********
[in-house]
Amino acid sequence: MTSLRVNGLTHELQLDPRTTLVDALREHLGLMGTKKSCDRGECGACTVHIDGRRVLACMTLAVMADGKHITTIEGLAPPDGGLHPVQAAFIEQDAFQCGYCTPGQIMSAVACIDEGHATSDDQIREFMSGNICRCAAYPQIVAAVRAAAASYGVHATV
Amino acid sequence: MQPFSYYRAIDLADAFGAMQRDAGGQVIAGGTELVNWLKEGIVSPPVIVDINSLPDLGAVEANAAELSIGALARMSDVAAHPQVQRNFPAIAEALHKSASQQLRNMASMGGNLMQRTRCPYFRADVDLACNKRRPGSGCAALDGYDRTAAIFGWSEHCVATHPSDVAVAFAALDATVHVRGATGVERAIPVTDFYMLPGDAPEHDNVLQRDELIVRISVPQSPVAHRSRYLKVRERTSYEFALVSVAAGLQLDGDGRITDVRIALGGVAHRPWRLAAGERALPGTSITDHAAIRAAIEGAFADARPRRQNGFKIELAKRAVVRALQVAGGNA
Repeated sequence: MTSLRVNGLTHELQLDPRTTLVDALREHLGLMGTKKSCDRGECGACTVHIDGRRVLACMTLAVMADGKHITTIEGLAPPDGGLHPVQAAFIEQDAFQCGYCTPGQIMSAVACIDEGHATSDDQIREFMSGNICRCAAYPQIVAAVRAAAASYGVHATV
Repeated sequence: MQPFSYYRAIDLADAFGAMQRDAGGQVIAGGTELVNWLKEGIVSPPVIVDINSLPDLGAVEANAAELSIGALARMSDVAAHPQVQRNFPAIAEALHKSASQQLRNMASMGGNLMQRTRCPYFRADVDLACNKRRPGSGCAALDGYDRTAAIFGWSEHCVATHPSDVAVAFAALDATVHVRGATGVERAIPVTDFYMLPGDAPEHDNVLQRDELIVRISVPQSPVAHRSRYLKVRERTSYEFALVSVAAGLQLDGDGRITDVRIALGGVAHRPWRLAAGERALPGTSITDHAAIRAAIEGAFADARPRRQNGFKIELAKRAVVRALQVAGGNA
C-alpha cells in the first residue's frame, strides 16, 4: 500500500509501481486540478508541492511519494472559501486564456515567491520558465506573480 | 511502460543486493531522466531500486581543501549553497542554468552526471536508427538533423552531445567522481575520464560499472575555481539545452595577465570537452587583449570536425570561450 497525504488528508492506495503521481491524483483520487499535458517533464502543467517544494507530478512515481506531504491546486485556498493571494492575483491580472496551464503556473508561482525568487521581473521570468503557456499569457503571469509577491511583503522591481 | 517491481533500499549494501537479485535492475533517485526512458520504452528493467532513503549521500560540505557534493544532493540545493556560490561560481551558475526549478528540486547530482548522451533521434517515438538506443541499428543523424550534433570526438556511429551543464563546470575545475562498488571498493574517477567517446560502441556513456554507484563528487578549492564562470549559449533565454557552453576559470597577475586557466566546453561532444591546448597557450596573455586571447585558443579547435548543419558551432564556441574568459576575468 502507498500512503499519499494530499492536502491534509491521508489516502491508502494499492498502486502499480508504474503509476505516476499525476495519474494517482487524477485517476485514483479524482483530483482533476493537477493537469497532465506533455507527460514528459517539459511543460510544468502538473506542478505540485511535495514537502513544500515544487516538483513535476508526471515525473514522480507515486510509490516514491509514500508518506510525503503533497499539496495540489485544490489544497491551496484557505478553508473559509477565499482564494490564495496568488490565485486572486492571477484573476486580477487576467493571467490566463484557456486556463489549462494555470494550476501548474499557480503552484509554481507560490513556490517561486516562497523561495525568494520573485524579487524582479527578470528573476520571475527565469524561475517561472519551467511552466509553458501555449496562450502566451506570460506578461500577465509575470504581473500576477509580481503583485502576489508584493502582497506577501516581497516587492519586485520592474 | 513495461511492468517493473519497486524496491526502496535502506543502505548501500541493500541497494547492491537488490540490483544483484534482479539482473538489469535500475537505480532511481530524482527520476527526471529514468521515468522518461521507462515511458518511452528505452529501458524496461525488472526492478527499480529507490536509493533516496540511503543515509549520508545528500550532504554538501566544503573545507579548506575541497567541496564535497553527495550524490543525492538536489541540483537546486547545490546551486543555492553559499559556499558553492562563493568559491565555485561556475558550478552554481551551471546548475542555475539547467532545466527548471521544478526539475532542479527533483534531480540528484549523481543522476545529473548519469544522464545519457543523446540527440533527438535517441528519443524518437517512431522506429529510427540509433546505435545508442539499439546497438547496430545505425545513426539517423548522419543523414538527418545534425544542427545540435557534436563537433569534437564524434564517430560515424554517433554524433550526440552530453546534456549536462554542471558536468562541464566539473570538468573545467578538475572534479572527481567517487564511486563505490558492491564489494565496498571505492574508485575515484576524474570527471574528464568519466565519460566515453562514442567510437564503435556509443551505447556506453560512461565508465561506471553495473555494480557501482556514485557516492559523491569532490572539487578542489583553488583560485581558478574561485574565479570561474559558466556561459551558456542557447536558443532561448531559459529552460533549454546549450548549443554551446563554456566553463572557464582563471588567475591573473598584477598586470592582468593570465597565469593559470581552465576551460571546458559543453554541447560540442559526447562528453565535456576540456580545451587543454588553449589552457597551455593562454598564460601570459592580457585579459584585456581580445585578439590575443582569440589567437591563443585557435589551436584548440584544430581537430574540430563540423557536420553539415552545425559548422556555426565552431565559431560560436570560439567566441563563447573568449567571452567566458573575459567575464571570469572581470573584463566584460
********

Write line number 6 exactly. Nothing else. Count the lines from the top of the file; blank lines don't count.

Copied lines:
C-alpha cells in the first residue's frame, strides 16, 4: 500500500509501481486540478508541492511519494472559501486564456515567491520558465506573480 | 511502460543486493531522466531500486581543501549553497542554468552526471536508427538533423552531445567522481575520464560499472575555481539545452595577465570537452587583449570536425570561450 497525504488528508492506495503521481491524483483520487499535458517533464502543467517544494507530478512515481506531504491546486485556498493571494492575483491580472496551464503556473508561482525568487521581473521570468503557456499569457503571469509577491511583503522591481 | 517491481533500499549494501537479485535492475533517485526512458520504452528493467532513503549521500560540505557534493544532493540545493556560490561560481551558475526549478528540486547530482548522451533521434517515438538506443541499428543523424550534433570526438556511429551543464563546470575545475562498488571498493574517477567517446560502441556513456554507484563528487578549492564562470549559449533565454557552453576559470597577475586557466566546453561532444591546448597557450596573455586571447585558443579547435548543419558551432564556441574568459576575468 502507498500512503499519499494530499492536502491534509491521508489516502491508502494499492498502486502499480508504474503509476505516476499525476495519474494517482487524477485517476485514483479524482483530483482533476493537477493537469497532465506533455507527460514528459517539459511543460510544468502538473506542478505540485511535495514537502513544500515544487516538483513535476508526471515525473514522480507515486510509490516514491509514500508518506510525503503533497499539496495540489485544490489544497491551496484557505478553508473559509477565499482564494490564495496568488490565485486572486492571477484573476486580477487576467493571467490566463484557456486556463489549462494555470494550476501548474499557480503552484509554481507560490513556490517561486516562497523561495525568494520573485524579487524582479527578470528573476520571475527565469524561475517561472519551467511552466509553458501555449496562450502566451506570460506578461500577465509575470504581473500576477509580481503583485502576489508584493502582497506577501516581497516587492519586485520592474 | 513495461511492468517493473519497486524496491526502496535502506543502505548501500541493500541497494547492491537488490540490483544483484534482479539482473538489469535500475537505480532511481530524482527520476527526471529514468521515468522518461521507462515511458518511452528505452529501458524496461525488472526492478527499480529507490536509493533516496540511503543515509549520508545528500550532504554538501566544503573545507579548506575541497567541496564535497553527495550524490543525492538536489541540483537546486547545490546551486543555492553559499559556499558553492562563493568559491565555485561556475558550478552554481551551471546548475542555475539547467532545466527548471521544478526539475532542479527533483534531480540528484549523481543522476545529473548519469544522464545519457543523446540527440533527438535517441528519443524518437517512431522506429529510427540509433546505435545508442539499439546497438547496430545505425545513426539517423548522419543523414538527418545534425544542427545540435557534436563537433569534437564524434564517430560515424554517433554524433550526440552530453546534456549536462554542471558536468562541464566539473570538468573545467578538475572534479572527481567517487564511486563505490558492491564489494565496498571505492574508485575515484576524474570527471574528464568519466565519460566515453562514442567510437564503435556509443551505447556506453560512461565508465561506471553495473555494480557501482556514485557516492559523491569532490572539487578542489583553488583560485581558478574561485574565479570561474559558466556561459551558456542557447536558443532561448531559459529552460533549454546549450548549443554551446563554456566553463572557464582563471588567475591573473598584477598586470592582468593570465597565469593559470581552465576551460571546458559543453554541447560540442559526447562528453565535456576540456580545451587543454588553449589552457597551455593562454598564460601570459592580457585579459584585456581580445585578439590575443582569440589567437591563443585557435589551436584548440584544430581537430574540430563540423557536420553539415552545425559548422556555426565552431565559431560560436570560439567566441563563447573568449567571452567566458573575459567575464571570469572581470573584463566584460